Although people rarely talk about it, almost everyone experiences anger toward God at some point in their lives, commonly after the diagnosis of a serious illness, the death of a loved one, or a trauma. Continue reading
Back in 2004, while serving as Vice President of Medical Outreach at Focus on the Family, I was asked to testify before the Subcommittee on Criminal Justice, Drug Policy and Human Resources on the topic of “Faith-based Perspectives on the Provision of Community Services.” Recently someone asked me to post my comments, so here they are. You can also read them in the Congressional Record here.
Mr. Chairman, I am Walter L. Larimore. Prior to joining Focus on the Family in Colorado Springs, Colorado in February 2001 to become Vice-President of Medical Outreach, I practiced family medicine for over 20 years in small rural towns in North Carolina and Florida. In both practices, I was actively involved in teaching medical students and residents. I was also involved in medical research and writing and four adjunct clinical academic appointments at the medical schools of the University of Colorado, Duke University, the University of South Florida and the University of Florida.
In addition to my practice and research, I have been a medical journalist since 1995. Since January 2002, I have been hosting the nationally syndicated Focus on Your Family’s Health news features on radio and TV stations across the U.S.
My testimony today, as a physician, researcher, lay and professional educator, medical journalist, and author, is on the impact that positive spirituality can have on individuals and a society.
Positive spirituality, as I and my research colleagues have defined it in the medical literature, is distinctive from faith, morality, or religion in that it involves an ever-evolving, authentic, and personal relationship with God that is not bound by race, ethnicity, economics, or class. This relationship promotes the wellness and welfare of others and of self. It includes the beliefs and values by which an individual lives and results in the visible spiritual “fruit” of love, joy, peace, patience, kindness, goodness, gentleness, and self-control, referred to by the apostle Paul in his letter to some of the first Christians. Positive spirituality is positive and internalized – it changes one from the inside out. Positive spirituality is clearly outlined in the Bible and is also called true spirituality by Christian theologians.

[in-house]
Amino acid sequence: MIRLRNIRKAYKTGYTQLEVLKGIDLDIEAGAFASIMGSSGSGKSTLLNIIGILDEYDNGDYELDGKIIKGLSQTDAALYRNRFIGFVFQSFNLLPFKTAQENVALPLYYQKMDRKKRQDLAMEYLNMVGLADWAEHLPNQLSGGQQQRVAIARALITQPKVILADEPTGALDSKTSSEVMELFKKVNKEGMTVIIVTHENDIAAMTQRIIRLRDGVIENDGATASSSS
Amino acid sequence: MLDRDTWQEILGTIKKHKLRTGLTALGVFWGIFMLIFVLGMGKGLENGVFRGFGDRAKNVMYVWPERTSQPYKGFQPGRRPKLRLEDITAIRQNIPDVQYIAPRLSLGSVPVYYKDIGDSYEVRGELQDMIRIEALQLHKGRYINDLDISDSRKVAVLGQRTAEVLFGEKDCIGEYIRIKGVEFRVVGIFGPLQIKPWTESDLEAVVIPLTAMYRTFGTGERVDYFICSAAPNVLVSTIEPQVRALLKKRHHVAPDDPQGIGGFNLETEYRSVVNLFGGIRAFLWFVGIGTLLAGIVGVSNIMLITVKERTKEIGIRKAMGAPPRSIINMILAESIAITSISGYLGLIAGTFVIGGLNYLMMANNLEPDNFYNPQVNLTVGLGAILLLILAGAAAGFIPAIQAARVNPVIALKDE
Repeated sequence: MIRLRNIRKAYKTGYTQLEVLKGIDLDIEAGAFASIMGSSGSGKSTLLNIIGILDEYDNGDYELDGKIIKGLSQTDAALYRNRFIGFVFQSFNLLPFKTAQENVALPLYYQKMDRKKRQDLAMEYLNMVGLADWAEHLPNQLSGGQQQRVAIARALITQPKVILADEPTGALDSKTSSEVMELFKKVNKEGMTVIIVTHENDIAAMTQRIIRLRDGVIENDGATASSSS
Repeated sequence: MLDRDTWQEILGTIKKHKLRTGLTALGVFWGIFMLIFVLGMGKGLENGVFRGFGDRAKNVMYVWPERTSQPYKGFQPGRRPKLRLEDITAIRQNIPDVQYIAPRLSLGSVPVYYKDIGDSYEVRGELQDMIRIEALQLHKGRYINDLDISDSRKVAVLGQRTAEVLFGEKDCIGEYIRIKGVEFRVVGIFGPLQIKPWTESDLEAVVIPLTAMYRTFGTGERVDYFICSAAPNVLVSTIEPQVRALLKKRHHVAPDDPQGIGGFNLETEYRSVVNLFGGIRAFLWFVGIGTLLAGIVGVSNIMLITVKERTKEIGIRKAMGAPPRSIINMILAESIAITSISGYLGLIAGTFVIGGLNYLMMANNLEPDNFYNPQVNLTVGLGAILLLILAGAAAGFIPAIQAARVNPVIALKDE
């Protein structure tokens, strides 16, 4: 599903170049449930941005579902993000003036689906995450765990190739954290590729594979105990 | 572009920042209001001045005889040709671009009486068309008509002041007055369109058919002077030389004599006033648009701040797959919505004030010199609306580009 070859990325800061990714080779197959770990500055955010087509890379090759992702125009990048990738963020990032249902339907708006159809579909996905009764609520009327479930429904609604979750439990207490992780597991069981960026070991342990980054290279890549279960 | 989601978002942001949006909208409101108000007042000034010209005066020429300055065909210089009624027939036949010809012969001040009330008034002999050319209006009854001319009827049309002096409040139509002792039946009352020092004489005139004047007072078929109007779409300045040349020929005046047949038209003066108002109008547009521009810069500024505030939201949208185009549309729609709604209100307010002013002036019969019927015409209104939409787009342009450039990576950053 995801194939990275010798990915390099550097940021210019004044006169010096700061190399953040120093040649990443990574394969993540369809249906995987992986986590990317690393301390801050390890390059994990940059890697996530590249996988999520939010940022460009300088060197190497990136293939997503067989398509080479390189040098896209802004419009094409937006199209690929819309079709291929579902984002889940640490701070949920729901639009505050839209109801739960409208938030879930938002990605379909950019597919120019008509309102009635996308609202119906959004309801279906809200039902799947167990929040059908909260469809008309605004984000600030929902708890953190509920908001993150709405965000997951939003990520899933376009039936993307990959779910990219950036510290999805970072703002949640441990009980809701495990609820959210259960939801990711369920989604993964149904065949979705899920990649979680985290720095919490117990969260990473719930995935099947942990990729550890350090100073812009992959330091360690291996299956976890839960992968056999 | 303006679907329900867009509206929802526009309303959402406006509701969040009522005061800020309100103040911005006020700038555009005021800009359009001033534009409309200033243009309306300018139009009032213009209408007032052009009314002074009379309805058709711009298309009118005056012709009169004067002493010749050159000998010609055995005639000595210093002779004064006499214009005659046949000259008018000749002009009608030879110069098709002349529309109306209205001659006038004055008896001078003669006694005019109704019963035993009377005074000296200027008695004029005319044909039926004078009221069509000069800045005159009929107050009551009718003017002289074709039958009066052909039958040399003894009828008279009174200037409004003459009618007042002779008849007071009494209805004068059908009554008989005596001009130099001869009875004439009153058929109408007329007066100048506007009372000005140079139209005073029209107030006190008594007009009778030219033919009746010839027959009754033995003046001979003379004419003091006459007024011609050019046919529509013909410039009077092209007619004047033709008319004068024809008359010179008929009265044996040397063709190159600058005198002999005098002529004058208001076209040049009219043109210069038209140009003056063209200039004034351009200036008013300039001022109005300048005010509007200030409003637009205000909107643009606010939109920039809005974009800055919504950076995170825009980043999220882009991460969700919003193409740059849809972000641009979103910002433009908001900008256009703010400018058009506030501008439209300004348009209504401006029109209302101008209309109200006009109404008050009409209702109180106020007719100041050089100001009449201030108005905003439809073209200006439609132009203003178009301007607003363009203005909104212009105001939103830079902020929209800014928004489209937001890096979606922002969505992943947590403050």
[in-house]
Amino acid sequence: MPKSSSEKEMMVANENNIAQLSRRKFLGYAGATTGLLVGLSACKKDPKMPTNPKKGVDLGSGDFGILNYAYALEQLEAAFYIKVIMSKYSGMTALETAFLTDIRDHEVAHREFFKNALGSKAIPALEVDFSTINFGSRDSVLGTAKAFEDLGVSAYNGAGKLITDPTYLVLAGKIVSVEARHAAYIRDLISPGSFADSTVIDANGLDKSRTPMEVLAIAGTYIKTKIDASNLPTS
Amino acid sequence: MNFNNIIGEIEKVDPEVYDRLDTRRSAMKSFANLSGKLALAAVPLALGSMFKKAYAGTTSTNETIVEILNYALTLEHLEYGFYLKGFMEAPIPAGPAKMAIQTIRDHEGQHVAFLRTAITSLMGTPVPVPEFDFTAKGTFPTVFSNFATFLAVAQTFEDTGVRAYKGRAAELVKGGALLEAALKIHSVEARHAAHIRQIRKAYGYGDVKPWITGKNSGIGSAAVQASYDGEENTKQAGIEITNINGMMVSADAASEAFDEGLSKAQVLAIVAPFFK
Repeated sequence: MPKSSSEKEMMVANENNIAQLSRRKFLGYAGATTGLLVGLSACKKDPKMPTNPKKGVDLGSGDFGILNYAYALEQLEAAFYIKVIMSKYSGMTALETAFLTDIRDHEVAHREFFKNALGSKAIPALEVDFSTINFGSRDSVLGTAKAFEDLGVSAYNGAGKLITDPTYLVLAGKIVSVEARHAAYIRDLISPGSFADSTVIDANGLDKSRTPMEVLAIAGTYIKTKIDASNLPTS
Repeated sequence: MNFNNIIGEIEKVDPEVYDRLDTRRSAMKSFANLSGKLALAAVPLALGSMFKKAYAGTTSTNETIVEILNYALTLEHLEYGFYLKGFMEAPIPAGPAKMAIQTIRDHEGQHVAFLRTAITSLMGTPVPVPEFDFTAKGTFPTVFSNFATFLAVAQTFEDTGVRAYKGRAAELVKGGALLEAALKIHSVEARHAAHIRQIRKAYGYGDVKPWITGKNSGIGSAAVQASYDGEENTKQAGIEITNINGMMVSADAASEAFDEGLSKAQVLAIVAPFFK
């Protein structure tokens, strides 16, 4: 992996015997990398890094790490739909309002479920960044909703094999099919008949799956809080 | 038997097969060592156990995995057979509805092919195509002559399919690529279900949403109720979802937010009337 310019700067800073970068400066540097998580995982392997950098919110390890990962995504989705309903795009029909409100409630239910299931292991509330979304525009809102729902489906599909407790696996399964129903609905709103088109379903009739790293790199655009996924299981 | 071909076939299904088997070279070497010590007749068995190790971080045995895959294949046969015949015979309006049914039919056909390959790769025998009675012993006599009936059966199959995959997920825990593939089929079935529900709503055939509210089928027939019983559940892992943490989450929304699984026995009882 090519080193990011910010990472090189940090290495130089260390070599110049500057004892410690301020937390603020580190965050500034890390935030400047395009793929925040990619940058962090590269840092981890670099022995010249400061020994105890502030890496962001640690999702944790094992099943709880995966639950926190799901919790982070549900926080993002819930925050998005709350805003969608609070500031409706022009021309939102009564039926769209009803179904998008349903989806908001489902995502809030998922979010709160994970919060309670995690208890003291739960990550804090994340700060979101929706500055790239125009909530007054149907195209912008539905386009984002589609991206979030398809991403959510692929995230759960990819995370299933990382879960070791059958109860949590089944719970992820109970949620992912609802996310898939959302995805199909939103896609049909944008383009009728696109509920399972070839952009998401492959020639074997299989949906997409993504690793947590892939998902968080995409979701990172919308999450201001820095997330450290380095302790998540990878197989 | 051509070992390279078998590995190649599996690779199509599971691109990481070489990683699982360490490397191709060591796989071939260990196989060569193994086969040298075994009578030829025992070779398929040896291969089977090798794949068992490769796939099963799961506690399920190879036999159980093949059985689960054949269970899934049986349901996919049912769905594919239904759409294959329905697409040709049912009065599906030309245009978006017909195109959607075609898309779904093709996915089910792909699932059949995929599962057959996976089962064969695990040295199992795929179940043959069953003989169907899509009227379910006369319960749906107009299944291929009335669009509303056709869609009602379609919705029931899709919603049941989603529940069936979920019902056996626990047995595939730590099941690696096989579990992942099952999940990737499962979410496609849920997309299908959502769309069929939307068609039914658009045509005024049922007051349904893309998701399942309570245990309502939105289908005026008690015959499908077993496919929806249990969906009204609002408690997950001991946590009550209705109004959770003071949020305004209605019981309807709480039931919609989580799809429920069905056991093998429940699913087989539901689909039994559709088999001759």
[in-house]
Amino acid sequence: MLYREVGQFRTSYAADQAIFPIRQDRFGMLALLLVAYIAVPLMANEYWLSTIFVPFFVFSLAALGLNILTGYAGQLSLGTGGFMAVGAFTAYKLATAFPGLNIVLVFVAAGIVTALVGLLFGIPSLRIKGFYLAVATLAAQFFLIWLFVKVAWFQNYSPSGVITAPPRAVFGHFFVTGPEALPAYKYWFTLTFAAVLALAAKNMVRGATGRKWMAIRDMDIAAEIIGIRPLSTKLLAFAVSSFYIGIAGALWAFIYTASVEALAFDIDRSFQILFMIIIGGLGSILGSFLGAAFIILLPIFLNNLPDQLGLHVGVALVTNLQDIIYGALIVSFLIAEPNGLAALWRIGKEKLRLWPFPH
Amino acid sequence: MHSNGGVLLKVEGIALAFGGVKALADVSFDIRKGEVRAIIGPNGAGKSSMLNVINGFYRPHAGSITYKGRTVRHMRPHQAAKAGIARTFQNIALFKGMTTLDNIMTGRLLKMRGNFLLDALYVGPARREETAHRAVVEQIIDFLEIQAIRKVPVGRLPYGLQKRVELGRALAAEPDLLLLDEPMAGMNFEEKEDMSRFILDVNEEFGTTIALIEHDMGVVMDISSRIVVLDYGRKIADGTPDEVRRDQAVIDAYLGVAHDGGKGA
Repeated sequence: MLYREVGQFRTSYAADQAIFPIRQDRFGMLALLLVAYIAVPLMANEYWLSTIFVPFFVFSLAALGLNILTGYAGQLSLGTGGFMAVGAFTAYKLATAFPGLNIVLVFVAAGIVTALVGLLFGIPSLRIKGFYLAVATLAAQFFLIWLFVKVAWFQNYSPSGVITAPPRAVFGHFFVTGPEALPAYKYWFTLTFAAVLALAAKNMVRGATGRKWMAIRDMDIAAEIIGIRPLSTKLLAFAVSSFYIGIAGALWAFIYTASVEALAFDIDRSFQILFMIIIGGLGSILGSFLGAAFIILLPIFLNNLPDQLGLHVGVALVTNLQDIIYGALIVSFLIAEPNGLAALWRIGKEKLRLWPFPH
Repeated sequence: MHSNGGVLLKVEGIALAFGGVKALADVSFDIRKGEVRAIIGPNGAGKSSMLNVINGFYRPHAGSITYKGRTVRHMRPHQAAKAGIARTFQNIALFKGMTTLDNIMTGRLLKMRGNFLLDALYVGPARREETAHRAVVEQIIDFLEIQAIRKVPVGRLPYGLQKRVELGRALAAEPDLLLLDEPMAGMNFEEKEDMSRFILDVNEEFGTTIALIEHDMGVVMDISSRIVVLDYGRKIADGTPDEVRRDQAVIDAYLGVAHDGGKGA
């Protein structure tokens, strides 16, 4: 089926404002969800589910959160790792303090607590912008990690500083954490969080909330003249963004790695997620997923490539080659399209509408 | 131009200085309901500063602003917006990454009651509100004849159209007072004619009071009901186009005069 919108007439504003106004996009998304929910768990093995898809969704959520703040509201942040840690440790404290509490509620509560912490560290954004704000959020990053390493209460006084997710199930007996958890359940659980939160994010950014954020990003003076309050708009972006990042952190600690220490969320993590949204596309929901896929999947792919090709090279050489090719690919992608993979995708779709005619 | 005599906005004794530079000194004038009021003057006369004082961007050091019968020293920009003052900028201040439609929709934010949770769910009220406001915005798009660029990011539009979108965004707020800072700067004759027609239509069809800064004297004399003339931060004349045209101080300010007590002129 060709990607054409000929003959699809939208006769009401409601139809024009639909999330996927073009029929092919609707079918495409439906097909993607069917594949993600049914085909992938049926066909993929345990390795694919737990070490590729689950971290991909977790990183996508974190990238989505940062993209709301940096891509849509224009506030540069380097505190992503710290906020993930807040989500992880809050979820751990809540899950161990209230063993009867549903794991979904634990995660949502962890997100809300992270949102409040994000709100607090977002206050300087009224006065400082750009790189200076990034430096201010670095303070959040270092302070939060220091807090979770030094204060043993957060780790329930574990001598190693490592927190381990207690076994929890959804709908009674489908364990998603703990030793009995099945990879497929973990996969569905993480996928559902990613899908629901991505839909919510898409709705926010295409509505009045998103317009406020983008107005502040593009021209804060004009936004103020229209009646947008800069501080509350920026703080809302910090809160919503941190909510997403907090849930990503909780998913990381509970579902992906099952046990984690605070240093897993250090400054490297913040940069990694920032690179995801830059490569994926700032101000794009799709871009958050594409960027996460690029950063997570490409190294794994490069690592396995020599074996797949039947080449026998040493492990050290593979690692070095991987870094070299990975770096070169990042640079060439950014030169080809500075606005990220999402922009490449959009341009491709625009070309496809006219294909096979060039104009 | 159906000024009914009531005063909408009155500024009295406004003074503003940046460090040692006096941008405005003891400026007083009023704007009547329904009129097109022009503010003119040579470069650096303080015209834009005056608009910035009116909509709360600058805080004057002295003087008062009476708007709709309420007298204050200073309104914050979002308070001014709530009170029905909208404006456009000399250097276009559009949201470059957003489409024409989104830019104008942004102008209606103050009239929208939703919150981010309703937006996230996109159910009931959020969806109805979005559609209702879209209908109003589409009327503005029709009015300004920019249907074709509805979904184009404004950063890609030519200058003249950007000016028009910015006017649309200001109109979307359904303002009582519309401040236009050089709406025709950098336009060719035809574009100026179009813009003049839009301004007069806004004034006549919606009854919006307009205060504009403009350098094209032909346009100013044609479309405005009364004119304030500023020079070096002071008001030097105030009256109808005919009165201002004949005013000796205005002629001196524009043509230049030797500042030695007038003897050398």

Over the last forty years, researchers have increasingly shown that those with positive spirituality (i.e., those who internalize biblical teachings by frequently praying, applying what the Bible says to their lives, believing they have a close and personal relationship with God, and “practicing what they preach” or believe) have high levels of satisfaction in life, a sense of well-being, and overall happiness. Positive spirituality is also more likely to be associated with a wide variety of positive physical and emotional health outcomes.
The Handbook of Religion and Health, published by Oxford Press, examined the religion-health relationship by documenting more than 1,600 research studies and thirty-five medical review articles that have explored the relationship between religious or spiritual activity and emotional, social, and physical health outcomes. The vast majority of these studies demonstrated that a patient’s religious and spiritual beliefs can be clinically beneficial and have an important role in both coping with and recovering from illness.